I have this question I have been struggling with for a while. It seems rather intuitive, however, I was not able to proof it yet:

Let $\Omega = \{1,2,\cdots,N\}$ a finite alphabet, $\Sigma \subset \Omega^{\mathbb Z}$ be an irreducible Markov shift (i.e. an irreducible 1-step subshift of finite type). Denote by $(\Sigma,\mathcal B)$ the measure space with the usual product $\sigma$-algebra. Further, let $\mu$ be an ergodic, shift-invariant probability measure with full support on $(\Sigma,\mathcal B)$.

Question: Is $\mu$ necessarily a Markov measure?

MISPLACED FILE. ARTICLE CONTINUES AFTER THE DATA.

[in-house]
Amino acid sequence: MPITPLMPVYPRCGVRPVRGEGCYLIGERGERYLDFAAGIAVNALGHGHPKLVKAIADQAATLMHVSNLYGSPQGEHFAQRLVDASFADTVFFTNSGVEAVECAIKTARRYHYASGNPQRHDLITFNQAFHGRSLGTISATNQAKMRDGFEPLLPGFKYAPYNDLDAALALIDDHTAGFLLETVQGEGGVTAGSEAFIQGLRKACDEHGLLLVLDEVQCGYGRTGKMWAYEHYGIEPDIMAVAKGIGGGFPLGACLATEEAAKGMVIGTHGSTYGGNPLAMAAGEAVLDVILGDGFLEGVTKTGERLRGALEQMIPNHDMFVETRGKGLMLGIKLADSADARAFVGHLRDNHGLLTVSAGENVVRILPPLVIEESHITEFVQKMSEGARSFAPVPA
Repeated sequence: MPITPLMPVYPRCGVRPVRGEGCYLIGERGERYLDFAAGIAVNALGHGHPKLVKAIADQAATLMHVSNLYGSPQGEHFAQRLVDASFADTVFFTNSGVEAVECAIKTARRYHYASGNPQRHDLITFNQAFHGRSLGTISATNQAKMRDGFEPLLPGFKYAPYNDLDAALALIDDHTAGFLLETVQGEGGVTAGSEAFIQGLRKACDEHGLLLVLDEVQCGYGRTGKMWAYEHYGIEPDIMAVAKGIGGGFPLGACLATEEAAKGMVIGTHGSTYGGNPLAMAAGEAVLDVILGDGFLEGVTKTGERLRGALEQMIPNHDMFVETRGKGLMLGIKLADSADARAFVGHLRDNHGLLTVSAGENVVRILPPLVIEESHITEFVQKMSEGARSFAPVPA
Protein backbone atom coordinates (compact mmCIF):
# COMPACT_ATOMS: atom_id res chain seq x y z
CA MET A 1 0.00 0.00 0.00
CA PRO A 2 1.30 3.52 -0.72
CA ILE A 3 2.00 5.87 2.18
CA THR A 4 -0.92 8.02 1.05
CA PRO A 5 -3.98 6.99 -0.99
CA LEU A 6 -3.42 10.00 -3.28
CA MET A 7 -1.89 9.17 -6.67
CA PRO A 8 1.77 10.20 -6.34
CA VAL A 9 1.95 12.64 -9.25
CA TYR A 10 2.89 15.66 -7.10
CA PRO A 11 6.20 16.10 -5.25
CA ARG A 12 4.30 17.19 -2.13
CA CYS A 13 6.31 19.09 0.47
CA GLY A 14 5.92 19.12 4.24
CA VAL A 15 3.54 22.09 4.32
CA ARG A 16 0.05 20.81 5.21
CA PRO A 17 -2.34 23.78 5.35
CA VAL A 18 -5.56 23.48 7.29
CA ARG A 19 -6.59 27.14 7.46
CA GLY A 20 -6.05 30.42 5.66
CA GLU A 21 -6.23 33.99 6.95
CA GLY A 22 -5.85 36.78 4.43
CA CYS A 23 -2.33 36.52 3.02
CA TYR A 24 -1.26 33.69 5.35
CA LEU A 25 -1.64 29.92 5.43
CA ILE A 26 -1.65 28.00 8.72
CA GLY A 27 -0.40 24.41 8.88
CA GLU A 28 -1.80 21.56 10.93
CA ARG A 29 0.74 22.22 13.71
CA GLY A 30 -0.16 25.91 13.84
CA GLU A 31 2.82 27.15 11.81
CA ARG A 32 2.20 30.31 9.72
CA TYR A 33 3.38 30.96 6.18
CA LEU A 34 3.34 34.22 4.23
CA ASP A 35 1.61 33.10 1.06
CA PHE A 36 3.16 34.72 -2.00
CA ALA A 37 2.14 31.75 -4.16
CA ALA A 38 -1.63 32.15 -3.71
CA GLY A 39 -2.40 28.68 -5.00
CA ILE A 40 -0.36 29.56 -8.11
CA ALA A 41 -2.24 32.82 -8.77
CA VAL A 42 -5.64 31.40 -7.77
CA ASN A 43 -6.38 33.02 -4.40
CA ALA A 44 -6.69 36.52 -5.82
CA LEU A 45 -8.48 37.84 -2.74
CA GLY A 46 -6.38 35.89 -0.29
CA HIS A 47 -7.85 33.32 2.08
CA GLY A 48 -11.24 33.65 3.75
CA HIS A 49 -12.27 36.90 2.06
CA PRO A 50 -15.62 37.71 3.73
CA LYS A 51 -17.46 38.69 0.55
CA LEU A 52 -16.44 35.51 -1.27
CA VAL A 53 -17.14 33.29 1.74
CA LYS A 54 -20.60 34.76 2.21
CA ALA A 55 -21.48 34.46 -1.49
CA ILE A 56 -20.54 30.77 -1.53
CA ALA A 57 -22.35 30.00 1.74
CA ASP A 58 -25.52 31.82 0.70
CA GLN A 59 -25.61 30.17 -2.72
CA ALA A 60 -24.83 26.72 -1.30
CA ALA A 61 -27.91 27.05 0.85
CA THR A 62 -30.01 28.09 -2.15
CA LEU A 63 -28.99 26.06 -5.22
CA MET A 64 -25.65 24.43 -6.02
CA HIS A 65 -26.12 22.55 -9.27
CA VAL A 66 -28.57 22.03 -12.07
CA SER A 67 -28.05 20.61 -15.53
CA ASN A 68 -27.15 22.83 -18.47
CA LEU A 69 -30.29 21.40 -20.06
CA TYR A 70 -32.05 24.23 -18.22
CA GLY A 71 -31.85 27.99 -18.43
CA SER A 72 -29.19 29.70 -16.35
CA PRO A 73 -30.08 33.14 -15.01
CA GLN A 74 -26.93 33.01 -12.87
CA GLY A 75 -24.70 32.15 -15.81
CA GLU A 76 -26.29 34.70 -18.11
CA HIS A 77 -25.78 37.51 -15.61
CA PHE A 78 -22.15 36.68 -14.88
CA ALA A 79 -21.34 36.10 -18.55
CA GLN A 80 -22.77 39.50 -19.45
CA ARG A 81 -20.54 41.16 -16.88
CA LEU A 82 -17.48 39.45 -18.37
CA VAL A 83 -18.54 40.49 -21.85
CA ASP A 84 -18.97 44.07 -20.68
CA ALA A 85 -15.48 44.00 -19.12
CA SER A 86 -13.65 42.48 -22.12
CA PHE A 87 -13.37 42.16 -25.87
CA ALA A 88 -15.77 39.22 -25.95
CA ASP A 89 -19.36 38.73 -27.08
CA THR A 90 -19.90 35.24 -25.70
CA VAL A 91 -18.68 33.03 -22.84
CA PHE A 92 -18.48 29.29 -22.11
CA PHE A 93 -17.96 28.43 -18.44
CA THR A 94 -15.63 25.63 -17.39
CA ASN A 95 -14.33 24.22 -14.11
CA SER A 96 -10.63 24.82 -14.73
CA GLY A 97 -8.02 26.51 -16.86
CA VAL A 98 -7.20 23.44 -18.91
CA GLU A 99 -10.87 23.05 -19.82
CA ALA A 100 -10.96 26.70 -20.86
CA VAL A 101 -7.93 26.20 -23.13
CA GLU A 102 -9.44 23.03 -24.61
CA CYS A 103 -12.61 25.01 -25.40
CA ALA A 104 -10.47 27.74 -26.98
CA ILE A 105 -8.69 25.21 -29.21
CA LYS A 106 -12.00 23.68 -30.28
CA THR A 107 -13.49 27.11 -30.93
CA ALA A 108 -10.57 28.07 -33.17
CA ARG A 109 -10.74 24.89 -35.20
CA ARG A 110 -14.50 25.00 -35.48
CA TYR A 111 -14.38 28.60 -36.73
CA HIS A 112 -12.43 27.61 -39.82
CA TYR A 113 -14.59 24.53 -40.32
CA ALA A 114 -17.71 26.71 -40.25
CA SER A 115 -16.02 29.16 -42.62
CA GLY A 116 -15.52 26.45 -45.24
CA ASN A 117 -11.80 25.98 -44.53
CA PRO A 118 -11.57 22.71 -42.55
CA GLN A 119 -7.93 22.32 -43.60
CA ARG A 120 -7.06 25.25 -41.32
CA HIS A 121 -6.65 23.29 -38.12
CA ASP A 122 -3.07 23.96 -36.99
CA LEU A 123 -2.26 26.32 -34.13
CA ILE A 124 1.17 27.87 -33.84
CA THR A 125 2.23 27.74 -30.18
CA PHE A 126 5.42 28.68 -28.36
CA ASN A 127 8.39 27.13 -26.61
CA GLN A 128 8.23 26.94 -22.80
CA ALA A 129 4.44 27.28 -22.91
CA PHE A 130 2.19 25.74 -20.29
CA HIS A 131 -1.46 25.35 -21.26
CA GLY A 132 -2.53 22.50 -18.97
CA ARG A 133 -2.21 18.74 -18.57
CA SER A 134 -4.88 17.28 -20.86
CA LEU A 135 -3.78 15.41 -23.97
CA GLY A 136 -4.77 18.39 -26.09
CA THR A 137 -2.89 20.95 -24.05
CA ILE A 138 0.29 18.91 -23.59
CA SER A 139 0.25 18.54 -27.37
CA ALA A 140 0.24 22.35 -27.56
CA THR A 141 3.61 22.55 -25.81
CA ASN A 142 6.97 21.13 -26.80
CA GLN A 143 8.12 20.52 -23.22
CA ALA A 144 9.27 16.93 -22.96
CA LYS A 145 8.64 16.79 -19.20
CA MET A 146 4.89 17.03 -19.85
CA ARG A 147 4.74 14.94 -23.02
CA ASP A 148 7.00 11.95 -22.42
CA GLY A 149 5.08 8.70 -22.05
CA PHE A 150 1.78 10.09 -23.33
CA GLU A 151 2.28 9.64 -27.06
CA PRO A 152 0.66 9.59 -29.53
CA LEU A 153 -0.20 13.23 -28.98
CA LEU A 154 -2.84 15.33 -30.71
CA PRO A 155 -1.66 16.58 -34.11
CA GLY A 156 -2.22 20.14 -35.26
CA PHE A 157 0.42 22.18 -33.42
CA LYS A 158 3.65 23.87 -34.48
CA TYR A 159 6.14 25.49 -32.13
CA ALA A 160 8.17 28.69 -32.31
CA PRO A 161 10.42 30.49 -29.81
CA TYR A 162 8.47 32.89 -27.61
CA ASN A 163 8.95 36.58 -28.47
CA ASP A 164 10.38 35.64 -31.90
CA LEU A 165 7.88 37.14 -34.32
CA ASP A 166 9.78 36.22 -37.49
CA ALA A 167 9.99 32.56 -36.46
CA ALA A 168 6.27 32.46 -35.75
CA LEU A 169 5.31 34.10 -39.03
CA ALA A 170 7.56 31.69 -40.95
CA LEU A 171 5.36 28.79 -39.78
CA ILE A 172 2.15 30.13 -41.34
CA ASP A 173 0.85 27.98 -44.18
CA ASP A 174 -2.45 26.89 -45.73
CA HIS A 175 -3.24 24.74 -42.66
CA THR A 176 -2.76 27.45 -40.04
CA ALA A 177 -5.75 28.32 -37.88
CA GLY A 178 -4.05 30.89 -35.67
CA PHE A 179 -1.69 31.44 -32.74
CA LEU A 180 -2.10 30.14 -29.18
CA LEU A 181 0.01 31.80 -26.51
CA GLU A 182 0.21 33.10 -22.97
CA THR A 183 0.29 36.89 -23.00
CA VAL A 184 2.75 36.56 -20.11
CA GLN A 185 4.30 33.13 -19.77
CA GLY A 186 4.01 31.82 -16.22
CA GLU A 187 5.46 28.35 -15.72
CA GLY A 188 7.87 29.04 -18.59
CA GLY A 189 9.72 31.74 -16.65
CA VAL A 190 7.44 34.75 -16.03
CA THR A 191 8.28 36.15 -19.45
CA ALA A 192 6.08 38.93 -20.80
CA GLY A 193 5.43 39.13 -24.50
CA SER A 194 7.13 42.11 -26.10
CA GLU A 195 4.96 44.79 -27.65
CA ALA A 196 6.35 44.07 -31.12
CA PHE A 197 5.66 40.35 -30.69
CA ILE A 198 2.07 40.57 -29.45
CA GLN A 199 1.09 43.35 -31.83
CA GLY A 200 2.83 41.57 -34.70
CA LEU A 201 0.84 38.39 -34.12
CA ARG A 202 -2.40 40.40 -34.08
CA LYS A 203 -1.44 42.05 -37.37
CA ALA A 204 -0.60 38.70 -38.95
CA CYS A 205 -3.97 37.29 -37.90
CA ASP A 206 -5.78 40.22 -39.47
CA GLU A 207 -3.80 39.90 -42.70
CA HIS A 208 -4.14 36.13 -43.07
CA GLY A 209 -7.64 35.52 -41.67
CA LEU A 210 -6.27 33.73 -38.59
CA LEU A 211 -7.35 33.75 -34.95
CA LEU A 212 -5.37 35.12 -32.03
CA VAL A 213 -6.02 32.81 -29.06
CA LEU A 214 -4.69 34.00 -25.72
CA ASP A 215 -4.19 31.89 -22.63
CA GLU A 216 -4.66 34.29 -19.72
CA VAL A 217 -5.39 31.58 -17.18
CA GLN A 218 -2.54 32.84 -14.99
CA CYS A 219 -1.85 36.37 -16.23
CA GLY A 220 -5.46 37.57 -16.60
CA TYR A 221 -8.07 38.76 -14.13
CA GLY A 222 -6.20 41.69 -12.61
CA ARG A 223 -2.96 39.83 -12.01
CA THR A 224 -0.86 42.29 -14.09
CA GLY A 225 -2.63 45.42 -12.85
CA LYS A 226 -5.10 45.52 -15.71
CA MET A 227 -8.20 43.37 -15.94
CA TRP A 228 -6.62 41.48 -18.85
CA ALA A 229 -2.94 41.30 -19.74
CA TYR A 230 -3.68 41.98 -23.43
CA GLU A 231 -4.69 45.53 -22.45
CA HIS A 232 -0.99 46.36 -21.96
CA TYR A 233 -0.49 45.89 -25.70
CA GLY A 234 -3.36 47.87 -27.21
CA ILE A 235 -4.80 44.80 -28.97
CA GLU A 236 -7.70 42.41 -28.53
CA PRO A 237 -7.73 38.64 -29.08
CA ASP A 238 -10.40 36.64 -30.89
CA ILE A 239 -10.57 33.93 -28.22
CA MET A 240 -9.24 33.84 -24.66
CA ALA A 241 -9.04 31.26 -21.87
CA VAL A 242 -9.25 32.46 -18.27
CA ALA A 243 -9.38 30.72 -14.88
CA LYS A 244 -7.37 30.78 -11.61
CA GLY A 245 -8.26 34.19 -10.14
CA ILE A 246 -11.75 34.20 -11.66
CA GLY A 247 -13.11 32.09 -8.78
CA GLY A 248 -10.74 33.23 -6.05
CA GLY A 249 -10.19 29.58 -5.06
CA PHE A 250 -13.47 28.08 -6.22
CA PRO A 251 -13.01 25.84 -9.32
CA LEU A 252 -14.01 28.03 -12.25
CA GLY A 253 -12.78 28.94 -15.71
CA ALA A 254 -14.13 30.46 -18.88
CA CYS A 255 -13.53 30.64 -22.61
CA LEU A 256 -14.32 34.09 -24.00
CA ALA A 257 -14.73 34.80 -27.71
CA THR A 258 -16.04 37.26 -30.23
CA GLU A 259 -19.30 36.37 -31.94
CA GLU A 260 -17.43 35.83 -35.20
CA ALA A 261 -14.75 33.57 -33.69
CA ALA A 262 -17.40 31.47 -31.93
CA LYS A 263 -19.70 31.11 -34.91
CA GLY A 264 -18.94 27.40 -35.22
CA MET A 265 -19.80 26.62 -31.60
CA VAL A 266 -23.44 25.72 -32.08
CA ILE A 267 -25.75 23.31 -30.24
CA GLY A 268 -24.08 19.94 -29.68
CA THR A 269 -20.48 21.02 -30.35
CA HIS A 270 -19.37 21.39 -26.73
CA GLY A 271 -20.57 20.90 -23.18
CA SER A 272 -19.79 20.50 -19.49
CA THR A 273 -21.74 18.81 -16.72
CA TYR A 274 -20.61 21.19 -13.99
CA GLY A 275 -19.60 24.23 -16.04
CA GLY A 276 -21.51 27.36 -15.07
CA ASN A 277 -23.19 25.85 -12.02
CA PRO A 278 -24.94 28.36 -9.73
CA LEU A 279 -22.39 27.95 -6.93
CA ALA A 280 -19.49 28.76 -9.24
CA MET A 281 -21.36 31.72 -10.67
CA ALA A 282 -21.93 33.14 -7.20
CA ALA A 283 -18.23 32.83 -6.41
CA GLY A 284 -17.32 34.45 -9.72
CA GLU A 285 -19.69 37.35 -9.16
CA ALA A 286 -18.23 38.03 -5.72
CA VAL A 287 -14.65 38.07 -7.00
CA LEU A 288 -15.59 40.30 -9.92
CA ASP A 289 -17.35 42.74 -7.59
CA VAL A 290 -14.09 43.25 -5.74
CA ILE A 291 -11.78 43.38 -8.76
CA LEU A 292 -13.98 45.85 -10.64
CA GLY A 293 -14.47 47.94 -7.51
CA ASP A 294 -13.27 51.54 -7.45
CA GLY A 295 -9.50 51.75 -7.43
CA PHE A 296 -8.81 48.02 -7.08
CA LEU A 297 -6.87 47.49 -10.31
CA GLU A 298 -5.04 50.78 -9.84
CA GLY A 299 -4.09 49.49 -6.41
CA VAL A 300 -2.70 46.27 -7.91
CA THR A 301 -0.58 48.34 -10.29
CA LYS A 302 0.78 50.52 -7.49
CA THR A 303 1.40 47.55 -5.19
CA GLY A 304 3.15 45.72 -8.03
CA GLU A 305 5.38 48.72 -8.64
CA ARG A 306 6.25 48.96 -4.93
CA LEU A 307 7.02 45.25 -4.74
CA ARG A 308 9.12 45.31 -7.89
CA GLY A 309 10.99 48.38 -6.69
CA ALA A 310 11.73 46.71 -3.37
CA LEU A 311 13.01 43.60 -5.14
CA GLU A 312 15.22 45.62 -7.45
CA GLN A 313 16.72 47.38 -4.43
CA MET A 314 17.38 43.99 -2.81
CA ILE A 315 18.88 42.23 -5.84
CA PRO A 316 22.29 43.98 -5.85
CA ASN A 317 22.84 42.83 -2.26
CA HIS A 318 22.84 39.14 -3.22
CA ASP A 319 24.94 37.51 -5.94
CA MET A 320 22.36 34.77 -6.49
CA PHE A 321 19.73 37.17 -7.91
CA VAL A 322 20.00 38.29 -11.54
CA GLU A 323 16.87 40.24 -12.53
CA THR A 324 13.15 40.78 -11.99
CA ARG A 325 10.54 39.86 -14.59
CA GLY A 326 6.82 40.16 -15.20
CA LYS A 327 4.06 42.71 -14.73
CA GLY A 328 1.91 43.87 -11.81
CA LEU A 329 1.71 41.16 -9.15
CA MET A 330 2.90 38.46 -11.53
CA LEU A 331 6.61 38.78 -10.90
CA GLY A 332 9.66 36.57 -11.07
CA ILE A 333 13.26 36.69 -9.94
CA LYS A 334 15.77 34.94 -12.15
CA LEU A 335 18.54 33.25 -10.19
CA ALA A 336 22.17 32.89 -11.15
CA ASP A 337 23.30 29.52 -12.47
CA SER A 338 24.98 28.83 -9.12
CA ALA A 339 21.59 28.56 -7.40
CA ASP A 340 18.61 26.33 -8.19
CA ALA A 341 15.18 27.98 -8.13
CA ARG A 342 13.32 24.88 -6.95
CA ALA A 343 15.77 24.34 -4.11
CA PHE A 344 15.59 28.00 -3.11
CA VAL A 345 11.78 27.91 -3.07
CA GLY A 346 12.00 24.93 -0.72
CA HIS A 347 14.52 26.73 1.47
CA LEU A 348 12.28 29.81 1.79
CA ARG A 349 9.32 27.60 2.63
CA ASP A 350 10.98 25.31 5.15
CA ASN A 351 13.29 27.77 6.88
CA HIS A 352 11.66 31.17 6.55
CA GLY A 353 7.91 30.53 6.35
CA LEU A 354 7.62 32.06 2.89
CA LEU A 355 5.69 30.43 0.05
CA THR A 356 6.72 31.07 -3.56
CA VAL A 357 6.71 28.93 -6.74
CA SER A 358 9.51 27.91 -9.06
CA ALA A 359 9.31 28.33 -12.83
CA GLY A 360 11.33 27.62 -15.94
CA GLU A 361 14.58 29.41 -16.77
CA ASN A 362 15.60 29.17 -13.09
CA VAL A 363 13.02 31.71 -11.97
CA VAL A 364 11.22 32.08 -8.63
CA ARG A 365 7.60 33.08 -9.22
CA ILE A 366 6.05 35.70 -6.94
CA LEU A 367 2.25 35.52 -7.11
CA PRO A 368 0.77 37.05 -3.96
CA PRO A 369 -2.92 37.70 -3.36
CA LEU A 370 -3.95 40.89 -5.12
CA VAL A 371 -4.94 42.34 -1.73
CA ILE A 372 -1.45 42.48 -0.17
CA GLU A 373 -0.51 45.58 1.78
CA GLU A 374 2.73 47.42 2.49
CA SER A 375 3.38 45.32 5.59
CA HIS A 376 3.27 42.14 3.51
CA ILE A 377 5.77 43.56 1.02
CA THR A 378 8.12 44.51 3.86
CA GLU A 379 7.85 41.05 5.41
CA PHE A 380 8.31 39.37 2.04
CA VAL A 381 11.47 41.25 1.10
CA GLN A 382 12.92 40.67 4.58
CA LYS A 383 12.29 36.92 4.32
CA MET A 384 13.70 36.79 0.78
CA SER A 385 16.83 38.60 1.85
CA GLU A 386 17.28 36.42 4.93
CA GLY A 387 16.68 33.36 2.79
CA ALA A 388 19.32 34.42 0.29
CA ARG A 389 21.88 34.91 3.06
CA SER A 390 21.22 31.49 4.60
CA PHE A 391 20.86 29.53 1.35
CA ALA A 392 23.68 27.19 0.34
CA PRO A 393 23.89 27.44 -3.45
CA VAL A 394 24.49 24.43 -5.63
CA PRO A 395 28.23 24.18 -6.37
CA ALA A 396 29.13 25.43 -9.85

**More precisely:** Is $\mu$ a measure that takes the value $p_{\omega_0} \prod_{t=1}^{\tau}\Pi_{\omega_{t},\omega_{t+1}}$ on the cylinder sets specified by the finite string $(\omega_0,\omega_1,\dots,\omega_\tau)$, where $\Pi_{i,j}$ are the elements of a compatible stochastic matrix and $p$ is its unique unity stochastic eigenvector?

It is quite easy to construct counter-examples if I drop certain assumptions. However, in the described set-up I could not find one. It feels like that question should have an easy answer, but somehow I don't get it.

Any help would be really appreciated!

Cheers, Bernhard